You can follow BCS journey on their blog found here

#archie17 #admirabull #sustainabull #lovabull #delectabull #educabull

_ 2017 Picture You in Agriculture Supporting Partners

Casey Onus goes to Miami as part of the Become the Solution UNE team

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Young Farming Champion Casey Onus (far left) has the opportunity of a lifetime to join the University of New England (UNE) team travelling to Miami for the  International Food and Agribusiness Association (IFAMA)

The University of New England is for the third year in a row attending the IFAMA Conference.  As part of the conference UNE will have two teams participating in the Student Case study competition against teams from around the world.  The teams have been training for this competition during the last trimester.  This training helps them with financial and case study skills as well as presentation skills which are of course important skills for life.  This year the Conference is in Miami and the topic is Become the Solution – Technology, Investment, and People: Business Solutions for Food Security.

The IFAMA conference not only gives UNE students the opportunity to learn from International experts they are also able to network with other students with the same interests as well as people from relevant industry and academics from other Universities.

Meet all the 2017 UNE IFARMA team in this great video

Our teams are lucky enough to be sponsored by Sygenta, Ceres Agriculture, Guyra Milling, Rabo Bank and Rex Airlines and supported by Rimfire Resources.  We really appreciate these companies taking an interest in and investing in our students and the future of Agriculture in Australia.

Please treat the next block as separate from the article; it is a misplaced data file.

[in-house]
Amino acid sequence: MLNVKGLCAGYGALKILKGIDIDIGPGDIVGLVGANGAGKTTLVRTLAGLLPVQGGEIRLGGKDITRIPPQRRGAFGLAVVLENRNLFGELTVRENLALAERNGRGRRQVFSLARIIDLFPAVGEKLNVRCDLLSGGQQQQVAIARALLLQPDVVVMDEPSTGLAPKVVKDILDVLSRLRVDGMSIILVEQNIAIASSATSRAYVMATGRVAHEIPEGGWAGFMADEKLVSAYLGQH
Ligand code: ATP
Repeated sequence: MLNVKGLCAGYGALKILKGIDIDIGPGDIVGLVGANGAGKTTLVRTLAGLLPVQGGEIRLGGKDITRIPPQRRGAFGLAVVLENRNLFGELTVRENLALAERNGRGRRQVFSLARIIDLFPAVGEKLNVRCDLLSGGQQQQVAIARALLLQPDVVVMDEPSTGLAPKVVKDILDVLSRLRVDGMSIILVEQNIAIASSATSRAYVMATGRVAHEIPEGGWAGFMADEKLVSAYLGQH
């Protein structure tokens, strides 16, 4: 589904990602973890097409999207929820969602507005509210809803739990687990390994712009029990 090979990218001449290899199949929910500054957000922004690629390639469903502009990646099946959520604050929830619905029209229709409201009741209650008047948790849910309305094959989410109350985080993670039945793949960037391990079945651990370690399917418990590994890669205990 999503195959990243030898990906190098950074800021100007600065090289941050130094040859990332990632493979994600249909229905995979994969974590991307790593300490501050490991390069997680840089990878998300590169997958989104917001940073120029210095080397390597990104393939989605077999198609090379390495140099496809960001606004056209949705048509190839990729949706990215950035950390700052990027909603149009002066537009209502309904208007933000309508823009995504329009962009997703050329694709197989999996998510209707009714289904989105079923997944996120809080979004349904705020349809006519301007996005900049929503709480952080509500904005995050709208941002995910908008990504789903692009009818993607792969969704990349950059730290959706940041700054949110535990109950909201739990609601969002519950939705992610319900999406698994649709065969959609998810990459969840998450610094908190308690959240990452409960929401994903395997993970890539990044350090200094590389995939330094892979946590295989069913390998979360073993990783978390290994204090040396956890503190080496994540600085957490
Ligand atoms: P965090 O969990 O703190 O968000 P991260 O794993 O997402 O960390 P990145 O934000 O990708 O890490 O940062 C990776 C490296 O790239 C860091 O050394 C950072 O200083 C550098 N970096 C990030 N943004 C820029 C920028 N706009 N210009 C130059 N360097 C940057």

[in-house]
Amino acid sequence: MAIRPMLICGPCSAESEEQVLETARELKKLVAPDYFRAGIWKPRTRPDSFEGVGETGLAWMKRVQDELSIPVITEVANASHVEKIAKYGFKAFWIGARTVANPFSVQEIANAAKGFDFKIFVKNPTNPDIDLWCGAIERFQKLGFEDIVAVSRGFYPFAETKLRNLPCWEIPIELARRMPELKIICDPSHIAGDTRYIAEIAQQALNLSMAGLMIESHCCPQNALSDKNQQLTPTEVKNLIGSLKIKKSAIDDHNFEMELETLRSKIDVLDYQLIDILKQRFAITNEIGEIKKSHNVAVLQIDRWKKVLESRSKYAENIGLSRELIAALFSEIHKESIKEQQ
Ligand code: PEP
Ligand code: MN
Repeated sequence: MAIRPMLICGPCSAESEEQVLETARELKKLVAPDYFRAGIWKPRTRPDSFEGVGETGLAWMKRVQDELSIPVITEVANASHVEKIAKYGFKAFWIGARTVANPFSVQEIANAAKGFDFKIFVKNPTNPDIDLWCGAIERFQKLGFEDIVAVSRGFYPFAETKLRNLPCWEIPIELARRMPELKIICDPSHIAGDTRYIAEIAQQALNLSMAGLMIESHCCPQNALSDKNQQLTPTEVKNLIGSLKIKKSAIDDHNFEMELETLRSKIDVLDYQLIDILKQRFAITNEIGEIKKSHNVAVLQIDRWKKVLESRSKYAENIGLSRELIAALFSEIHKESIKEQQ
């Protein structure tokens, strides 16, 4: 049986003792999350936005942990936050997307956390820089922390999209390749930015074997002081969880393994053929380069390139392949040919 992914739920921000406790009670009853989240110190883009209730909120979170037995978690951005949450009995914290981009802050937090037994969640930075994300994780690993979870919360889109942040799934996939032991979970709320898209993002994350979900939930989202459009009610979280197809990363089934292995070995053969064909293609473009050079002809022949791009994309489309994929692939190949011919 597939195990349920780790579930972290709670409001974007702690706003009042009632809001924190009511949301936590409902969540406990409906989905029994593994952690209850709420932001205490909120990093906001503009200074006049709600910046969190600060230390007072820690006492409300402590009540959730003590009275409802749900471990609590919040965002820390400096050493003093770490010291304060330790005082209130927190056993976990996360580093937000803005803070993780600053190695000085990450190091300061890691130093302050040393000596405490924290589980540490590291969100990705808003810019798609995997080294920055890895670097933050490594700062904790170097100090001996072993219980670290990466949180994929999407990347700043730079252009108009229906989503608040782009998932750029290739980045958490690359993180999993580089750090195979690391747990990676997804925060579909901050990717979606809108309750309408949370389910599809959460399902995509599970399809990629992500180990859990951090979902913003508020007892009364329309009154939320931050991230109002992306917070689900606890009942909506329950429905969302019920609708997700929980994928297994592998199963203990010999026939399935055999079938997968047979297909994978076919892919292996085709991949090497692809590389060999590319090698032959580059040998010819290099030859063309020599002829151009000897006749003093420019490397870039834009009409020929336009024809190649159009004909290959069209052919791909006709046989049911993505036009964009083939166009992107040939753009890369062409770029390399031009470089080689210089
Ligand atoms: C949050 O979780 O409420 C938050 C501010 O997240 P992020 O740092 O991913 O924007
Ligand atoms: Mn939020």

_ 2017 Picture You in Agriculture Supporting Partners

Conference scholarships on offer for young people passionate about international agricultural research

Australian agriculture has a lot to offer.  One of our key strengths is being able to offer research and development expertise to developing countries either through access to agriculture’s bright or on ground international research and development projects

The majority of people in less developed countries live in rural areas and are dependent on the land for employment and their food security. Many of our Young Farming Champions have spent time working side by side with farmers in developing countries and some like Anika Molesworth have made it their life work

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Australian farmer Anika Molesworth working with farmers in Cambodia on sustainable farming practices. Photograph: CARDI (Cambodian Agricultural Research and Development Institute)